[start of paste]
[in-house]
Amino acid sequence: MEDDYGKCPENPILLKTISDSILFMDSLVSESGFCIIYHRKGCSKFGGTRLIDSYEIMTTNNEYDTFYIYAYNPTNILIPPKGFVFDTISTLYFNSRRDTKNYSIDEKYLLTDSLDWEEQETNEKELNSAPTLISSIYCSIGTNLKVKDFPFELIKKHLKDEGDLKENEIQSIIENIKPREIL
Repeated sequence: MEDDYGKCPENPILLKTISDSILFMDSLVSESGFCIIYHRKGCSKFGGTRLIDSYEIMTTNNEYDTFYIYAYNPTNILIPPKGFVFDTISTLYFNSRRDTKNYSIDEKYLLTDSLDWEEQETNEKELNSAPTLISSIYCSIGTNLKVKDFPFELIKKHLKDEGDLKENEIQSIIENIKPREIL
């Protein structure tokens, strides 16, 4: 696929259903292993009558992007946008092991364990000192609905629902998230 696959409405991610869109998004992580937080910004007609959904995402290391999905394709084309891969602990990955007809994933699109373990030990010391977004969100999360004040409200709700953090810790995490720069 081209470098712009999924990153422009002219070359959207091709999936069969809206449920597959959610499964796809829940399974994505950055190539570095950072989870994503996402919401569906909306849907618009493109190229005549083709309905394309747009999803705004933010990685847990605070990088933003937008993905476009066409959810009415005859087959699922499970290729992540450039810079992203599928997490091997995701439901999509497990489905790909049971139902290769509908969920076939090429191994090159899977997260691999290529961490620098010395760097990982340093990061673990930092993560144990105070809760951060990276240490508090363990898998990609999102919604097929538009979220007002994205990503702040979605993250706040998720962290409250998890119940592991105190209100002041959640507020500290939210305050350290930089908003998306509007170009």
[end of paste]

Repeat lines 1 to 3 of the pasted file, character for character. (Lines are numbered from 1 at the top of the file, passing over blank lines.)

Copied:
[in-house]
Amino acid sequence: MEDDYGKCPENPILLKTISDSILFMDSLVSESGFCIIYHRKGCSKFGGTRLIDSYEIMTTNNEYDTFYIYAYNPTNILIPPKGFVFDTISTLYFNSRRDTKNYSIDEKYLLTDSLDWEEQETNEKELNSAPTLISSIYCSIGTNLKVKDFPFELIKKHLKDEGDLKENEIQSIIENIKPREIL
Repeated sequence: MEDDYGKCPENPILLKTISDSILFMDSLVSESGFCIIYHRKGCSKFGGTRLIDSYEIMTTNNEYDTFYIYAYNPTNILIPPKGFVFDTISTLYFNSRRDTKNYSIDEKYLLTDSLDWEEQETNEKELNSAPTLISSIYCSIGTNLKVKDFPFELIKKHLKDEGDLKENEIQSIIENIKPREIL